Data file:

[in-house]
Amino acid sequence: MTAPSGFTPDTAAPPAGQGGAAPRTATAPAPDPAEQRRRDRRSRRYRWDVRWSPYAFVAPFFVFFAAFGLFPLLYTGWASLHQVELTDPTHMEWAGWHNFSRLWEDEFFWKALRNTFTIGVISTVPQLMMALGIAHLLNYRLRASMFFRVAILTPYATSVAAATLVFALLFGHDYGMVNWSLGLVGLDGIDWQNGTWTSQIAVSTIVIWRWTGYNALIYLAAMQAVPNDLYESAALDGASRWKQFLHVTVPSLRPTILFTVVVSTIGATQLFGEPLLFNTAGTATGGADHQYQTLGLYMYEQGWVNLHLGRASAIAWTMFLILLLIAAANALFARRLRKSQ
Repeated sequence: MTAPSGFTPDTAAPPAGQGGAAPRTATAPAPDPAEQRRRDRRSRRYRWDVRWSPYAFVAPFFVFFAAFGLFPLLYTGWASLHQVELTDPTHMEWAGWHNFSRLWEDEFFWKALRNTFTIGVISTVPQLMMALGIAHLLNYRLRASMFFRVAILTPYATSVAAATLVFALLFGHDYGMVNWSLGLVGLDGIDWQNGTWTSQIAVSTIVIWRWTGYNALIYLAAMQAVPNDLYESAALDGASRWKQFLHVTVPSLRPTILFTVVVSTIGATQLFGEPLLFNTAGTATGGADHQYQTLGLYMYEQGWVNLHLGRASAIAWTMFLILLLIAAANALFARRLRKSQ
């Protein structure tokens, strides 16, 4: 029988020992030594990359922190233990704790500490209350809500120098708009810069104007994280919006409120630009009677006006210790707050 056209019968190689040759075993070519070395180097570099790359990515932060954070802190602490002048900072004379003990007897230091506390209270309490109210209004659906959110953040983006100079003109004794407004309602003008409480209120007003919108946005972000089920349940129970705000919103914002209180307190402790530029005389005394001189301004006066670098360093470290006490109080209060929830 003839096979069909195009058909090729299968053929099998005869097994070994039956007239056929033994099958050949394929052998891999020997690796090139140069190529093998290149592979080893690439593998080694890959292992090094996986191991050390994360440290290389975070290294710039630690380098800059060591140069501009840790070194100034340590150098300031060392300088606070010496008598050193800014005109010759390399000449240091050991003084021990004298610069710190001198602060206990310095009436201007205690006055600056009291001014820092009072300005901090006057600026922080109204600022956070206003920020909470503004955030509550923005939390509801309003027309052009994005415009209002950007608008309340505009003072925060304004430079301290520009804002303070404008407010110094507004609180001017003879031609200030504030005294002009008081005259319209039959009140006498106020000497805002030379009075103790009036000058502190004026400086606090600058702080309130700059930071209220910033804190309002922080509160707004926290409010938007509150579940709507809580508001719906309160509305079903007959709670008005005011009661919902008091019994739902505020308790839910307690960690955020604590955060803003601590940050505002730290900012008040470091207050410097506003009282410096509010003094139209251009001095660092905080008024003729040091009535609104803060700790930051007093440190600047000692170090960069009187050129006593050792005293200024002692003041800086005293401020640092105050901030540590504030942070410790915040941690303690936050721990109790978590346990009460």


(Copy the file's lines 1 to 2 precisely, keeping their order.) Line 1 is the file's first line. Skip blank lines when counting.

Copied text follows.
[in-house]
Amino acid sequence: MTAPSGFTPDTAAPPAGQGGAAPRTATAPAPDPAEQRRRDRRSRRYRWDVRWSPYAFVAPFFVFFAAFGLFPLLYTGWASLHQVELTDPTHMEWAGWHNFSRLWEDEFFWKALRNTFTIGVISTVPQLMMALGIAHLLNYRLRASMFFRVAILTPYATSVAAATLVFALLFGHDYGMVNWSLGLVGLDGIDWQNGTWTSQIAVSTIVIWRWTGYNALIYLAAMQAVPNDLYESAALDGASRWKQFLHVTVPSLRPTILFTVVVSTIGATQLFGEPLLFNTAGTATGGADHQYQTLGLYMYEQGWVNLHLGRASAIAWTMFLILLLIAAANALFARRLRKSQ